The French finance bill project (published 27 September 2019) reflects the French government’s intention to make electronic invoices in business-to-business (B2B) relationships mandatory, effective January 2023. Under this proposal, paper (hardcopy) invoices would no longer be acceptable as of 2023.
This proposal would have implications for value added tax (VAT) purposes.
In 2015, the French government attempted to require electronic invoicing of B2B transactions; however, this plan was not successful because of the 2006/112 EU Directive that provides a customer must grant its approval before being invoiced electronically.
In the meantime, the Italian government obtained an “exceptional derogation” from the requirement for customer assent prior to electronic invoicing, and has implemented a rule for mandatory electronic invoicing between companies. Read TaxNewsFlash
French government officials have expressed their belief that France would be able to obtain a similar derogation because the purpose is to address VAT fraud.
Proposal in France
The French government plans to implement a system whereby:
The French government’s proposal is viewed as being ambitious, and it confirms that new VAT legislative projects are becoming more and more data driven—in that the tax authorities want to have access to “best practices” implemented by other EU Members States, including mandatory B2B electronic invoicing, automatic upload of the VAT data to the tax administrations, and data mining.
Companies need to consider how to prepare for the mandatory electronic invoicing rules including considering how they can improve their tax data quality and strengthen their VAT controls (notably in the framework of a reliable audit trail). Practically speaking, companies need to pay attention to the requirements of an e-invoicing solution and how to customize such a system to comply with the proposed changes in 2023.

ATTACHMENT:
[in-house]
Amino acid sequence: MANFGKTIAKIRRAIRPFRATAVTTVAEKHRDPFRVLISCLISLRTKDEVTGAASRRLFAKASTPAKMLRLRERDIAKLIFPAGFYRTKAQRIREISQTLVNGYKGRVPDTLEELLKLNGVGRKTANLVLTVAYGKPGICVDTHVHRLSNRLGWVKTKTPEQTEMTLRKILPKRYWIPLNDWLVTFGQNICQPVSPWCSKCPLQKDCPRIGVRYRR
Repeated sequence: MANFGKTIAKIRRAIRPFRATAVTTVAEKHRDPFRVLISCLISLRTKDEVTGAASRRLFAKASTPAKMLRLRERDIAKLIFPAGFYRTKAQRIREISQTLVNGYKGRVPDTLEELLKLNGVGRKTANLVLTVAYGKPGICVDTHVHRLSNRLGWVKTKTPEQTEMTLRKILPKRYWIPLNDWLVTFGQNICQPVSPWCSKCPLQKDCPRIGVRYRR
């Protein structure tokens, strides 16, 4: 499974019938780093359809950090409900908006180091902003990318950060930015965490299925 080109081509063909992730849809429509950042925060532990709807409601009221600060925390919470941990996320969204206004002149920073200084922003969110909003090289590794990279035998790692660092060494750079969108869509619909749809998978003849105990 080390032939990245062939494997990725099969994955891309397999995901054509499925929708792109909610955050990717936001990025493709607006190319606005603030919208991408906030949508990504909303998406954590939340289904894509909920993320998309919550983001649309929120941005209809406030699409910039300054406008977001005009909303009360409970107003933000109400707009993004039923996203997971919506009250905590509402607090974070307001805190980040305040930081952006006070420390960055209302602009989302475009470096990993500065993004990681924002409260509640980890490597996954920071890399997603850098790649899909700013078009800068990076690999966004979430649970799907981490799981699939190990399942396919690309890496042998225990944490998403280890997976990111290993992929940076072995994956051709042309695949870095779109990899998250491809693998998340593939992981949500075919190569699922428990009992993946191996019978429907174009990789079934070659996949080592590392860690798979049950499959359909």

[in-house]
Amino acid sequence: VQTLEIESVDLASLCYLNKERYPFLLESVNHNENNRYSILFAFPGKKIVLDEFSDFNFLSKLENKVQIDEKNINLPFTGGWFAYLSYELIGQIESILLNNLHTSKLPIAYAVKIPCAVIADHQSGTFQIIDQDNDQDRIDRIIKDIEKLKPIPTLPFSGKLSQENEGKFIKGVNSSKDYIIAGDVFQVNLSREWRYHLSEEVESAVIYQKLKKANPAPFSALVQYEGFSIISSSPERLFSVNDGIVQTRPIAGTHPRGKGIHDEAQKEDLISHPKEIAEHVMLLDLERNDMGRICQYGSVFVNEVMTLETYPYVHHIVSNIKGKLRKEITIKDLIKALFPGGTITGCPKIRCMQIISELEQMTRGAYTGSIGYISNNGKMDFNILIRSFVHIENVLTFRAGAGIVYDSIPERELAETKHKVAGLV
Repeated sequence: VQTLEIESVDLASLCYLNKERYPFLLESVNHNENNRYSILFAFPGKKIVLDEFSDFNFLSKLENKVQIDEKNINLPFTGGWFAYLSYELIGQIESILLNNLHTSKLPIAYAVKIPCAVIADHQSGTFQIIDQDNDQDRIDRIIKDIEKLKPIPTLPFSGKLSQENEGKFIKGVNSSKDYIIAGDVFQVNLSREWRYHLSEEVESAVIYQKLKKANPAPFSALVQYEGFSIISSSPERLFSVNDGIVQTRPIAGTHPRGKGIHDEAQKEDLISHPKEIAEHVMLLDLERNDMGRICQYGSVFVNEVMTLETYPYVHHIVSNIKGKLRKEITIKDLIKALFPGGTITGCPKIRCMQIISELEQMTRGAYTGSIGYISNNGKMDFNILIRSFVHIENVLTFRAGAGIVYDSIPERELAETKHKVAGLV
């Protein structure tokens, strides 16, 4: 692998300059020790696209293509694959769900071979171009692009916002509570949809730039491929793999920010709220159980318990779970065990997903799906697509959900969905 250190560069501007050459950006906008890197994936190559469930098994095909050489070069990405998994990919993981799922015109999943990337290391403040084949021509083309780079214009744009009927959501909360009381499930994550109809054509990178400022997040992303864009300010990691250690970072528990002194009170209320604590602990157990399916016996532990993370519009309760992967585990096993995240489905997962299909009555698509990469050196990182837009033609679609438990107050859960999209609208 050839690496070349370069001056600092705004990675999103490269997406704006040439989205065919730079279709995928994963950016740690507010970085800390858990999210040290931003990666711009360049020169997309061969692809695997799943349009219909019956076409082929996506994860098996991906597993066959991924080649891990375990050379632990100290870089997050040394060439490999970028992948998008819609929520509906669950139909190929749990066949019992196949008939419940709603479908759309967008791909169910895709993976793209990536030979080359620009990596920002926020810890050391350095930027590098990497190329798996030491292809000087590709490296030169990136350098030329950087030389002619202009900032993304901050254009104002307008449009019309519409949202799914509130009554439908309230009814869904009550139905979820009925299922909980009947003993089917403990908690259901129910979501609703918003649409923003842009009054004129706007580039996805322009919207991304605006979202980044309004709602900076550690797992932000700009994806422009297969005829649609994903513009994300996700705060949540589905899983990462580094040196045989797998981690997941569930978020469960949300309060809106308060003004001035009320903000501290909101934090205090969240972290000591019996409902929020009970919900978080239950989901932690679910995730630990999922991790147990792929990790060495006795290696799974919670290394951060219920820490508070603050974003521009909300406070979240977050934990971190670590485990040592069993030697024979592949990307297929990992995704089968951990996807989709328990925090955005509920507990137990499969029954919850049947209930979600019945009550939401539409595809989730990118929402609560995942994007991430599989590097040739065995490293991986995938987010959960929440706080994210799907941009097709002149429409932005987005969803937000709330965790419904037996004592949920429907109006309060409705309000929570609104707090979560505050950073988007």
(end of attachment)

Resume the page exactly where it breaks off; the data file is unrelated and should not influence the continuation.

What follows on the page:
For more information, contact a tax professional with KPMG Avocats, a KPMG member firm in France:
Laurent Chetcuti | + 33 1 55 68 48 87 | email@example.com
Armelle Courtois-Finaz | + 33 1 55 68 49 43 | firstname.lastname@example.org
The KPMG name and logo are trademarks used under license by the independent member firms of the KPMG global organization. KPMG International Limited is a private English company limited by guarantee and does not provide services to clients. No member firm has any authority to obligate or bind KPMG International or any other member firm vis-à-vis third parties, nor does KPMG International have any such authority to obligate or bind any member firm. The information contained herein is of a general nature and is not intended to address the circumstances of any particular individual or entity. Although we endeavor to provide accurate and timely information, there can be no guarantee that such information is accurate as of the date it is received or that it will continue to be accurate in the future. No one should act on such information without appropriate professional advice after a thorough examination of the particular situation. For more information, contact KPMG's Federal Tax Legislative and Regulatory Services Group at: + 1 202 533 4366, 1801 K Street NW, Washington, DC 20006.